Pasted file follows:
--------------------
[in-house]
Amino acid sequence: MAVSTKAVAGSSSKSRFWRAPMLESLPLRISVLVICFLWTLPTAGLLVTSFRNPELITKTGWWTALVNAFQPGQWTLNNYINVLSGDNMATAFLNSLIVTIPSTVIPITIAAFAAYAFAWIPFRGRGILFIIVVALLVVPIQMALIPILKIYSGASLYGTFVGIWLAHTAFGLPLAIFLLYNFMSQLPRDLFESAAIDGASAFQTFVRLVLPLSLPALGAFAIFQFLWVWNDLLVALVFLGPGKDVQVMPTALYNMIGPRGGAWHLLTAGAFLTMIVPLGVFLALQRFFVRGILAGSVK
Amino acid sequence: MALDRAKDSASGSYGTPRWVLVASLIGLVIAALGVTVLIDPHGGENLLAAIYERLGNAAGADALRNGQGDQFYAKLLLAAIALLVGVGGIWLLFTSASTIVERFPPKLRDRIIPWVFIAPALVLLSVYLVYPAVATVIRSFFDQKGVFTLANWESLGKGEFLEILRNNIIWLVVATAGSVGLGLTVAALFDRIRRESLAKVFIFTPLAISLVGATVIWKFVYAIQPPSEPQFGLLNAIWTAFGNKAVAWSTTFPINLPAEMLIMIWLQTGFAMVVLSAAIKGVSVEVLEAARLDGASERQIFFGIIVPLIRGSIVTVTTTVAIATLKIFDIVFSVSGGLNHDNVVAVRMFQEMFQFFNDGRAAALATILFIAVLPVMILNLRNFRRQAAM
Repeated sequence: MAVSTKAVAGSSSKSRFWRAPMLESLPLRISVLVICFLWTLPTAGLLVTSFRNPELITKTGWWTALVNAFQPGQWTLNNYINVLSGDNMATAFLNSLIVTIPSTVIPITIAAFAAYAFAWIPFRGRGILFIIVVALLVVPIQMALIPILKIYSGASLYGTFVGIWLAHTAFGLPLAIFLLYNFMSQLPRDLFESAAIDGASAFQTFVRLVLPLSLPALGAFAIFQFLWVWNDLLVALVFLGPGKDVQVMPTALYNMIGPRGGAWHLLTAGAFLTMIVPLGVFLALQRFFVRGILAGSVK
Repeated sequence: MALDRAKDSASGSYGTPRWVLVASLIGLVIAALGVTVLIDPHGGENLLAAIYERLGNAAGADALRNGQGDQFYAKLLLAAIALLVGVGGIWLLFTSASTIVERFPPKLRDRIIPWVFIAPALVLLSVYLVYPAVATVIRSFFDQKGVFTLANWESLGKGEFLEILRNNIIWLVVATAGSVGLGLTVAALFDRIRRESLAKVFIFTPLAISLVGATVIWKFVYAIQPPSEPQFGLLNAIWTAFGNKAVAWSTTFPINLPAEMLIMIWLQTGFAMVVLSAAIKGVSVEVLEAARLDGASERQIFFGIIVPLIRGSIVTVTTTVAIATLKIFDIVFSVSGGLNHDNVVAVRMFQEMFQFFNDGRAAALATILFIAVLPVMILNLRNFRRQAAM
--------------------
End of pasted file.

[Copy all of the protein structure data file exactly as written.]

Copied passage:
[in-house]
Amino acid sequence: MAVSTKAVAGSSSKSRFWRAPMLESLPLRISVLVICFLWTLPTAGLLVTSFRNPELITKTGWWTALVNAFQPGQWTLNNYINVLSGDNMATAFLNSLIVTIPSTVIPITIAAFAAYAFAWIPFRGRGILFIIVVALLVVPIQMALIPILKIYSGASLYGTFVGIWLAHTAFGLPLAIFLLYNFMSQLPRDLFESAAIDGASAFQTFVRLVLPLSLPALGAFAIFQFLWVWNDLLVALVFLGPGKDVQVMPTALYNMIGPRGGAWHLLTAGAFLTMIVPLGVFLALQRFFVRGILAGSVK
Amino acid sequence: MALDRAKDSASGSYGTPRWVLVASLIGLVIAALGVTVLIDPHGGENLLAAIYERLGNAAGADALRNGQGDQFYAKLLLAAIALLVGVGGIWLLFTSASTIVERFPPKLRDRIIPWVFIAPALVLLSVYLVYPAVATVIRSFFDQKGVFTLANWESLGKGEFLEILRNNIIWLVVATAGSVGLGLTVAALFDRIRRESLAKVFIFTPLAISLVGATVIWKFVYAIQPPSEPQFGLLNAIWTAFGNKAVAWSTTFPINLPAEMLIMIWLQTGFAMVVLSAAIKGVSVEVLEAARLDGASERQIFFGIIVPLIRGSIVTVTTTVAIATLKIFDIVFSVSGGLNHDNVVAVRMFQEMFQFFNDGRAAALATILFIAVLPVMILNLRNFRRQAAM
Repeated sequence: MAVSTKAVAGSSSKSRFWRAPMLESLPLRISVLVICFLWTLPTAGLLVTSFRNPELITKTGWWTALVNAFQPGQWTLNNYINVLSGDNMATAFLNSLIVTIPSTVIPITIAAFAAYAFAWIPFRGRGILFIIVVALLVVPIQMALIPILKIYSGASLYGTFVGIWLAHTAFGLPLAIFLLYNFMSQLPRDLFESAAIDGASAFQTFVRLVLPLSLPALGAFAIFQFLWVWNDLLVALVFLGPGKDVQVMPTALYNMIGPRGGAWHLLTAGAFLTMIVPLGVFLALQRFFVRGILAGSVK
Repeated sequence: MALDRAKDSASGSYGTPRWVLVASLIGLVIAALGVTVLIDPHGGENLLAAIYERLGNAAGADALRNGQGDQFYAKLLLAAIALLVGVGGIWLLFTSASTIVERFPPKLRDRIIPWVFIAPALVLLSVYLVYPAVATVIRSFFDQKGVFTLANWESLGKGEFLEILRNNIIWLVVATAGSVGLGLTVAALFDRIRRESLAKVFIFTPLAISLVGATVIWKFVYAIQPPSEPQFGLLNAIWTAFGNKAVAWSTTFPINLPAEMLIMIWLQTGFAMVVLSAAIKGVSVEVLEAARLDGASERQIFFGIIVPLIRGSIVTVTTTVAIATLKIFDIVFSVSGGLNHDNVVAVRMFQEMFQFFNDGRAAALATILFIAVLPVMILNLRNFRRQAAM